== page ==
kernel S4 via swap partition has become a *lot* more stable since then.

    Now, I'm in the exact opposite position: S4 works and S3 won't. There
    are times when the fast resume from S3 would be nice, but I don't have
    that option currently. (Mine suspends fine, but the graphics chip won't
    come back after resume.)

    > > That's like saying that a human can fly without wings: Yeah, you can
    > > travel thru the air, but landing is a real problem.

    >
    > It really wasn't _anything_ like that. It would be a pretty week analogy
    > even if I _had_ said it was unable to resume.


    Actually, no, I happen to think it's a perfectly fine analogy for what I
    was talking about. The point being that, yes, in theory you could do
    this, but the current consequences of the action make the action
    effectively un-doable.

    > > FWIW, I've heard a lot of reports like this. Which is the reason why I
    > > made my blanket statement.

    >
    > Then you started making blanket statements about other people's
    > experience...


    (Raises eyebrow.) Um, excuse me, but the OP was asking people's
    opinions on whether they would be able to get Linux/Debian working on
    thier laptop. I expressed an opinion that they likely would not be able
    to get S3 to work, but would be able to get S4 to work. I have since
    gotten one report of S3 working on different hardware than I described
    -- which I am personally glad to hear, since it means that at some point
    S3 may work for the two of us, as well. (Which would be a nice state of
    affairs.)

    However, the OP wanted to know if they would be able to get thier laptop
    working *now*, and not in some (possibly) distant future. I was trying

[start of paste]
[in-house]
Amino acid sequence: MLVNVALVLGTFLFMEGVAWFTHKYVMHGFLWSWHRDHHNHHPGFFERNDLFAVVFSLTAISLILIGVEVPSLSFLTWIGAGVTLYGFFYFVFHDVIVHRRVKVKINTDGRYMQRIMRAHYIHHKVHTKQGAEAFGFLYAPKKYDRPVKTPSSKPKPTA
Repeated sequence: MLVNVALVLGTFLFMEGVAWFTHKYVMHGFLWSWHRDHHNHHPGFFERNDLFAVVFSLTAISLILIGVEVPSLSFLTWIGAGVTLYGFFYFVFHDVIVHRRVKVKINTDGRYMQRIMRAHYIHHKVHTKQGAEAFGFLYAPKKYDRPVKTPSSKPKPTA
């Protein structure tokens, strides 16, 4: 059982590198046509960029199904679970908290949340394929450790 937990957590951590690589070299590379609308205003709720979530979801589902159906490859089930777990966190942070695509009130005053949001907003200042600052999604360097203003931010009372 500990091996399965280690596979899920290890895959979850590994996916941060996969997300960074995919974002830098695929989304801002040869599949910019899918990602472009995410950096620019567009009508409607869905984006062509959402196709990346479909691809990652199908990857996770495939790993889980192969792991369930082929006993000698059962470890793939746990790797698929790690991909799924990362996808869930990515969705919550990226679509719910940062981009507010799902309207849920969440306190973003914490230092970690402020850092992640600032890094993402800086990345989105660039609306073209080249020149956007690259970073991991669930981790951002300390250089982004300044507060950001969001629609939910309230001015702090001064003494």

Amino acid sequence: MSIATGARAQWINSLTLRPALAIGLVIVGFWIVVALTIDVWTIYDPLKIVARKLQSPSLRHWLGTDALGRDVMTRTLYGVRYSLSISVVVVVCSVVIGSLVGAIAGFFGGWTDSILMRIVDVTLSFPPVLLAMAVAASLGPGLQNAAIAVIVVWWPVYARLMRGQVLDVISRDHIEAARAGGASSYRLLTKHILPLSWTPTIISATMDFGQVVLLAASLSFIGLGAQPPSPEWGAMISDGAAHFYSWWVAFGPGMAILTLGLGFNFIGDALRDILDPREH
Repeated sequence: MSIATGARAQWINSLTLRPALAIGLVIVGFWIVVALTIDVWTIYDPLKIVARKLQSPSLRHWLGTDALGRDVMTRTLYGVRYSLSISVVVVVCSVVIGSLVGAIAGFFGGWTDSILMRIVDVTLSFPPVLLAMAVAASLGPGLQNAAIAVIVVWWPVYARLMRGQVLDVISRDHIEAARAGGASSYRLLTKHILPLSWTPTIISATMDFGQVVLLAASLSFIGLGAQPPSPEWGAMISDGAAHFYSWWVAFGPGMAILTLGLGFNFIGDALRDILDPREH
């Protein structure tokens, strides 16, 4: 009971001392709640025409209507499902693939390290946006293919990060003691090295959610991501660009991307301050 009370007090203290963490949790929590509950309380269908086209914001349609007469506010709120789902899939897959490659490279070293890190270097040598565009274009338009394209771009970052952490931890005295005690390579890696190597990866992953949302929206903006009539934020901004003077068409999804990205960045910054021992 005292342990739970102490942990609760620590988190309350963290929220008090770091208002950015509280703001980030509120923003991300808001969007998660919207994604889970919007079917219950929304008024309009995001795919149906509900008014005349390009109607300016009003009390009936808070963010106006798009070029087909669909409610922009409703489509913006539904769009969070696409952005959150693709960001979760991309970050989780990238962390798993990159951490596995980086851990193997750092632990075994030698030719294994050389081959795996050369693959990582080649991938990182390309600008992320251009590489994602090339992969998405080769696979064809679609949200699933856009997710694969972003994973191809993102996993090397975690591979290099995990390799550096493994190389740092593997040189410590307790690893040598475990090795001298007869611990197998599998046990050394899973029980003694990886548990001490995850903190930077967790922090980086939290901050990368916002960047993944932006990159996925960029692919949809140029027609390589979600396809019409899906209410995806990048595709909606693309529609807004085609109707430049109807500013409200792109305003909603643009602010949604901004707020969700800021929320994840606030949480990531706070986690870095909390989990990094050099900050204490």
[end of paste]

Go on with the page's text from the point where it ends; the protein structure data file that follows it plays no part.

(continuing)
to present an honest opinion based on what I see as the current state of
    things, and not pulling any punches. I was not doing this to be
    offensive -- which /seems/ to be your take on it, based on your response
    -- but to be honest. In order for us to progress, we need to be honest
    about where we stand today.

    -Ian



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  14. Re: zd8156ea

    Ian Greenhoe wrote:

    > On Sat, 2005-10-22 at 09:18 -0300, Derek Broughton wrote:
    >> No. It works just fine. I didn't say it was unable to resume.
    >> Unfortunately, once resumed, it immediately starts the shut down sequence
    >> because Dell uses the power button to resume. I should have been more
    >> precise. I already knew what happened, I just see no reason to use
    >> suspend over hibernate - so I haven't modified the acpi config to prevent
    >> the power
    >> button doing a shutdown on resume. iirc, the way to prevent this is to
    >> turn off acpid during shutdown, then turn it on during resume, then it
    >> doesn't queue the power button press, but as I say I haven't
    >> experimented.

    >
    > No. This is still not working. You have a belief that you can get it
    > to work; you see that with some (possibly minimal effort) you could get
    > it to work; but you do not actually have real evidence that it works.


    It suspends, it resumes, I get to watch the whole process, then I get to see
    it respond to a shutdown request. When it comes back up, the disk is in a
    consistent state without any journal recovery. This is a valid proof of
    "working". I won't argue any further.
    --
    derek


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  15. Re: zd8156ea

    On Sat, 2005-10-22 at 14:15 -0300, Derek Broughton wrote:
    > It suspends, it resumes, I get to watch the whole process, then I get to see
    > it respond to a shutdown request. When it comes back up, the disk is in a
    > consistent state without any journal recovery.


    Hrm. As I think you mentioned before, a debouncer would probably solve
    the issue.

    Maybe a new interface in /sys/power/* to enable|disable S2|S3|S4|S5
    requests? Disable it by default on starting or restarting, and have
    scripts like "hibernate" try to enable it when finished cleaning up from
    restart (or on initial start).

    BTW, I've seen a simular issue on my laptop when waking up from S4 where
    it occasionally (maybe 2% of the time?) immediately goes back into S4
    after waking up. I'm able to wake it up again, and it's fine. It seems
    to happen mainly when I have restarted it less than five minutes after
    shutting it down. Annoying, but still only just annoying.

    > This is a valid proof of
    > "working".


    Ya know, I think we should agree to disagree on this point. It seems to
    me that, for you, works == this part of the functionality is there.
    This is in contrast to me, where works == usable in a practical sense on
    a particular machine.

    > I won't argue any further.


    Glad to hear it. Objections to carrying on a discussion?

    -Ian